Meet Your Young Neighbors: Local Teens Overcome Obstacles, Reach Out to Others
If you’re ever tempted to cast a critical eye at today’s youth, two Geist area teens might just change your mind. Seth Johnson and Mallory Carmichael are the epitome of overcoming. They each have taken an obstacle, climbed over it, then reached out a hand to others.
One day he was a happy-go-lucky kindergartner. Two weeks later, he was diagnosed with a mid-brain tumor the size of a golf ball. The inoperable tumor rapidly grew to baseball size, crushing Seth’s optic nerve. After months of radiation treatments, the tumor had shrunk to its original size (as it remains to this day), but Seth’s eyesight was permanently damaged, leaving him legally blind.
“It was a hard thing at the time to go through, but over time, we’ve realized there is a purpose for everything,” said his mother, Sandy Johnson. “It’s made Seth an example to a lot of people, and we are thankful for every single day we have with him.”
While the ordeal might have left some parents with lowered expectations for their child, Sandy and husband Michael wanted Seth to experience a normal life. They sought out adaptive technologies and surrounded Seth with people trained to help the visually impaired.
The Lawrence Township school system provided Seth with special assistants and magnification tools. By the time he was in high school, technology had advanced to the point that Seth needed only his special laptop, which fit nicely in his backpack. Seth even worked as a reporter on the school newspaper and secured an internship with NUVO Newsweekly his senior year. He graduated in May with honors, receiving the William M. Evans Scholarship.
“He’s had a lot of opportunities, and he’s been blessed with great teachers along the way,” Sandy says of Seth, who is headed to Ball State University to study journalism.
Cindy Corbett, a Lawrence Township teacher for the visually impaired, has worked with Seth since second grade and has witnessed how he’s stretched himself to meet challenges. She also credits his parents with knowing when and how to push their son to help him meet his full potential.
“I have totally learned as much from him as he has from me,” says Corbett.
Seth realized just how blessed he has been during a recent mission trip to Honduras with Outlook Christian Church. While helping out in a medical clinic, he had the opportunity to visit with a young boy who also suffered vision loss from a mid-brain tumor. Seth knew that boy would not have the same opportunities he has gotten.
“It was really touching for me and for everyone there,” Seth recalls. “There was such a close connection between me and him.”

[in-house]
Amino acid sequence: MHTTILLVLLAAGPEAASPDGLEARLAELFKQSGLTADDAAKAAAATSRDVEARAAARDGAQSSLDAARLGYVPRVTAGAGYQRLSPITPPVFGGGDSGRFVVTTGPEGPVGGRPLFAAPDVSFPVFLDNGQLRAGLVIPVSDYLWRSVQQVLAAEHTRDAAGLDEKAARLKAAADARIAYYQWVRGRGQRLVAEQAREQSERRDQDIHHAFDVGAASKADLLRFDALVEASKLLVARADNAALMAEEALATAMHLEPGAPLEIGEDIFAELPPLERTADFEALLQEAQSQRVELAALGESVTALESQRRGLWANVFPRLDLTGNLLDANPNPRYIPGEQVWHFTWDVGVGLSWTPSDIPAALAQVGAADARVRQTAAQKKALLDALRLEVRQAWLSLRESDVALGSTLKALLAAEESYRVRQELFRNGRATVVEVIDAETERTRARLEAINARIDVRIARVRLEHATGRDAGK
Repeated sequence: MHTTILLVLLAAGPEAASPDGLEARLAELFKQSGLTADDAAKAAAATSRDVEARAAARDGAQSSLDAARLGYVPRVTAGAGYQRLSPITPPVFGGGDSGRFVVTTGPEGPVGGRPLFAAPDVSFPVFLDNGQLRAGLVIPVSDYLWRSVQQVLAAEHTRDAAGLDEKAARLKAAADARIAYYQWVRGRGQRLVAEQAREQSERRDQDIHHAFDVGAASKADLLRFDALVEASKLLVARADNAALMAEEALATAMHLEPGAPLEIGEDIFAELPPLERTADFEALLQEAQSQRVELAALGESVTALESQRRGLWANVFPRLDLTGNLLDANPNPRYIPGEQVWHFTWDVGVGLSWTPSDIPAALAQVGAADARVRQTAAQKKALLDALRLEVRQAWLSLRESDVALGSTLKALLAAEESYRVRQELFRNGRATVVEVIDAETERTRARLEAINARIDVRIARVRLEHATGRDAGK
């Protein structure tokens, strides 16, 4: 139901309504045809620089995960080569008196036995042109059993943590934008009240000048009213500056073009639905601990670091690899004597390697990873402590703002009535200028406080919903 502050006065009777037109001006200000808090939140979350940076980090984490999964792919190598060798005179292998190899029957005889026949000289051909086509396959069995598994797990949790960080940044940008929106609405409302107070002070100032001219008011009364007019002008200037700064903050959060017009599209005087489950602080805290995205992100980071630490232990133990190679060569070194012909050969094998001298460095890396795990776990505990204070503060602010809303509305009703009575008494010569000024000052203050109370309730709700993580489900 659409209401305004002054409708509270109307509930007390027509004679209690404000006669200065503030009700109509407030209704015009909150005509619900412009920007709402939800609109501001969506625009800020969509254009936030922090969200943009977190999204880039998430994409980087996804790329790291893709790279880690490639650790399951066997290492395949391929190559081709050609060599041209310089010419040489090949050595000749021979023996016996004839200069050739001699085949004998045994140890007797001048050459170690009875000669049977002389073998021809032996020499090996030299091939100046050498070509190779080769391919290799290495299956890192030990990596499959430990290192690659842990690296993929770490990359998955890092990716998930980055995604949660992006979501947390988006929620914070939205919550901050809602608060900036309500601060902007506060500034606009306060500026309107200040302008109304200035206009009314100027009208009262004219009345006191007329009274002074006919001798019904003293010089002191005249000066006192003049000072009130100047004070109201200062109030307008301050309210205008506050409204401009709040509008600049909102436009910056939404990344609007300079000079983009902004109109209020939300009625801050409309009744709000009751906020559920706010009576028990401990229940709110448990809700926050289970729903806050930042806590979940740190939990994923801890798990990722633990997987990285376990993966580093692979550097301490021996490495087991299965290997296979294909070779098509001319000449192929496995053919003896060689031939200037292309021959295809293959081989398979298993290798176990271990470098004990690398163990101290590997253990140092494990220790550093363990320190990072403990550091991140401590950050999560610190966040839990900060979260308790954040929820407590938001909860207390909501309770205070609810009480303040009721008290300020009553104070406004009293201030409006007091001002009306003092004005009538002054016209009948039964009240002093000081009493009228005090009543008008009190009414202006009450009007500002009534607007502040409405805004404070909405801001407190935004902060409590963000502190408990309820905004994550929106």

Seth has taken three mission trips to Latin America and volunteers with Youth As Resources, sitting on a United Way board that evaluates grant proposals. In addition, he leads the youth worship band at Outlook Christian and plays lead guitar with his own rock band, which often plays at local charity events.
Seth has never pitied himself. In fact, he’s glad that he has been given a unique opportunity to inspire others to achieve their goals.
“Seth has never asked, ‘Why do I have to be this way?’” Sandy says. “He inspires a lot of kids. They think, ‘If Seth can do it, then I can, too.’”
“It all hit me at once,” Mallory recalls. “I couldn’t walk. I couldn’t write. I couldn’t see.”
Her condition baffled doctors until finally a diagnosis came: reflex neurovascular disorder, a rare rheumatoid disease which attacks the muscles. Instead of sulking during the seven months she was in and out of hospitals, Mallory wrote a story to help other children, called “Patient Patient Penguins.” She plans to start her own nonprofit by the same name and distribute her book — along with handmade, penguin-printed fleece blankets — to hospitalized children.
There is no cure for the disease, but Mallory has learned to live with it and certainly hasn’t let it hinder her from leading an active lifestyle. As a freshman at Fishers High School, she joined the LaCrosse team, amazing coaches and teammates with her ability to push through the pain.
Although she has not been able to continue competing in figure skating, Mallory volunteers her time as a coach for Special Olympics. She also has a passion for animals and volunteers two days a week at the Indianapolis Zoo.
“She even got SCUBA certified with this disease,” marvels her mother, Tammy Carmichael. “It’s almost pushed her harder to prove she can do whatever she wants to do.”
It came as no surprise, then, when Mallory announced that she wanted to spend a year abroad as a foreign exchange student. While Tammy worried a little about Mallory’s health, she knew her daughter was capable and determined enough to handle it.
Mallory will head to Germany in July as part of the prestigious U.S. Congress-German Bundestag Scholarship program, funded by the U.S. and German governments. The program’s goal is to improve U.S.-German relations, and Mallory will be among approximately 200 student “ambassadors” this year.
While she is in Germany, she will volunteer at the Munich zoo and continue working with the Olympic Committee to coach Special Olympics in Germany. She’ll also bring along some “Patient Patient Penguin” books and blankets.
With teens like Seth Johnson and Mallory Carmichael among us, we should have plenty of reasons to hope for our future. Let’s all take a lesson from these two and pass along kindness despite our personal obstacles.